“The Eagle Pack canned line now gives dog owners even more choice for the pets, a natural extension of the dry line,” said Mark Shuster, vice president of marketing for WellPet.

Almo Nature Adds to Expanding Line
European-based Almo Nature recently introduced four new recipes to its canned food line of dog foods: Natural Chicken Fillet Recipe; Natural Skipjack Tuna Recipe; Natural Salmon Recipe; and Natural Tuna Recipe. Almo Nature’s new introductions include the same cuts of meat and fish that are used for human consumption, as well as beef and veal that are free range and hormone and antibiotic free, according to Almo Nature product information. Additionally, Almo Nature reported that it released new recipes for Natural Veal and Natural Beef canned foods.
 
“Almo Nature operates in Germany, Switzerland, France, Canada and Great Britain and in Eastern and Northern Europe through exclusive importers,” said Ludovica Diale, public relations director for Almo Nature in Genova, Italy.
Diale said that though Almo Nature does sell dry dog food, too, “generally speaking, wet dog food is by far the most popular product in our dog food range. Dog owners who are choosing to go ‘natural’ would rather feed wet, human-grade food than dry [dog] foods.”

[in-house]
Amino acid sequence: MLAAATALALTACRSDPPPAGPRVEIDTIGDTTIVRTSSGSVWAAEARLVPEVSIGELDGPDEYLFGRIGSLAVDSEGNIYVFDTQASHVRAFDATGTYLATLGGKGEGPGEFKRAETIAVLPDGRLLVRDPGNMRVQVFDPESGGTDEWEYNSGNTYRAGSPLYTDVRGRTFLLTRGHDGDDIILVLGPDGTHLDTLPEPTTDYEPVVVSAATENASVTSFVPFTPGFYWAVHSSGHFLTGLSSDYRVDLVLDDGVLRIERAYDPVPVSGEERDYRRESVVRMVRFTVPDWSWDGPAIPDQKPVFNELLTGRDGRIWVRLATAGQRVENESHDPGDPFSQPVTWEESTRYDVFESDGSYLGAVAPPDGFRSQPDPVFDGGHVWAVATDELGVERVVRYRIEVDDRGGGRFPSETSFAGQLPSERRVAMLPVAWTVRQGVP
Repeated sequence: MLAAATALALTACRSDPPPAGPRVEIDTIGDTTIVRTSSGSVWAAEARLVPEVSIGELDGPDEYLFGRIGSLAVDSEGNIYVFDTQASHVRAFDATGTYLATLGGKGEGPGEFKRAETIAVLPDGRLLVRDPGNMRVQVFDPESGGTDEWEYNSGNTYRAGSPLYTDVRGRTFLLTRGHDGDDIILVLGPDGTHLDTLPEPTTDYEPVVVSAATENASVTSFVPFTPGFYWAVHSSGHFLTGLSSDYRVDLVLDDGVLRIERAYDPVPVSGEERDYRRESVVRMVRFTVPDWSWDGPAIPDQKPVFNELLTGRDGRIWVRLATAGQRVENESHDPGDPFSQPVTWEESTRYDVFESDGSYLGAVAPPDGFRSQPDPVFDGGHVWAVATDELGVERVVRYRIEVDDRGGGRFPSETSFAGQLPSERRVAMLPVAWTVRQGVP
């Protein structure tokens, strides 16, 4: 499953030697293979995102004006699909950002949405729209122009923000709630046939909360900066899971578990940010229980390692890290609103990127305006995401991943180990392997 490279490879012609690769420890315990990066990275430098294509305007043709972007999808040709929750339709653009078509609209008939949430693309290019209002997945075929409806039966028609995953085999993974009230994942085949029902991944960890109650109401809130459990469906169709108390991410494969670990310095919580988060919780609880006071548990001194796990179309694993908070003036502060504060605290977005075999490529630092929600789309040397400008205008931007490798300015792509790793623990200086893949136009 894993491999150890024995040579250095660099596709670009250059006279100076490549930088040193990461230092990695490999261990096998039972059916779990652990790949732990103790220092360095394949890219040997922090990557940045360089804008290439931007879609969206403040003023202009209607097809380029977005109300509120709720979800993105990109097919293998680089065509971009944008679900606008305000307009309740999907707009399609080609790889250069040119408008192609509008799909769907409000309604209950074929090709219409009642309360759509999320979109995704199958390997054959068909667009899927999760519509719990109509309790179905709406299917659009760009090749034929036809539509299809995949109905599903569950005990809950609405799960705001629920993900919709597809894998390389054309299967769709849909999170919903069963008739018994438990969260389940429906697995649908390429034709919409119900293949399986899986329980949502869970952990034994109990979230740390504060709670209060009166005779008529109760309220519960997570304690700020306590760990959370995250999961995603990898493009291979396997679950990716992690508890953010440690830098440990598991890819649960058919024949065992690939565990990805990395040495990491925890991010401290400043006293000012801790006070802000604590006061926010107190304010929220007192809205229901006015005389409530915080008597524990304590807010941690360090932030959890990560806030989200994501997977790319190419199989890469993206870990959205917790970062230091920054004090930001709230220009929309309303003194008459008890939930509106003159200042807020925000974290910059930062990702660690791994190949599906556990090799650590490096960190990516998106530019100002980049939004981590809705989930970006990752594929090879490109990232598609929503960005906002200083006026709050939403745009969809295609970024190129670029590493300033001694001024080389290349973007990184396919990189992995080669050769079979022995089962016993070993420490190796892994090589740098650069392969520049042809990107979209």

In Canada, Williamson-Mills said the new entries from Almo Nature are perhaps her bestsellers.
 
“They’re also the newest,” she said. “We’ve only been selling it for a couple of months. The main ingredients are meat and the foods are packed in water.”

Fresh Pet Intros “Vital”
Fresh Pet, which has offered  its Deli Fresh brand of refrigerated, fresh dog foods in pet food stores since 2006, recently launched a new wet dog food, Vital, in the first quarter of 2010, according to Kathy Peloso-Passucci, marketing for Fresh Pet.
 
“Vital is a grain-free, fresh food with meat as its first ingredient, she said. “Vital is 80 percent meat.“

Three of the Vital varieties, Bison and Beef, Salmon and Ocean White Fish, and Turkey, include dark berries, pomegranate and leafy greens for antioxidants, said Peloso-Passucci; however, the fourth variety, is a “meat only” multi-protein food containing chicken, beef, salmon and egg.

 “Refrigerated fresh foods are a whole new category of wet foods and this is the wave of the future—a revolution in feeding [dogs],” she said.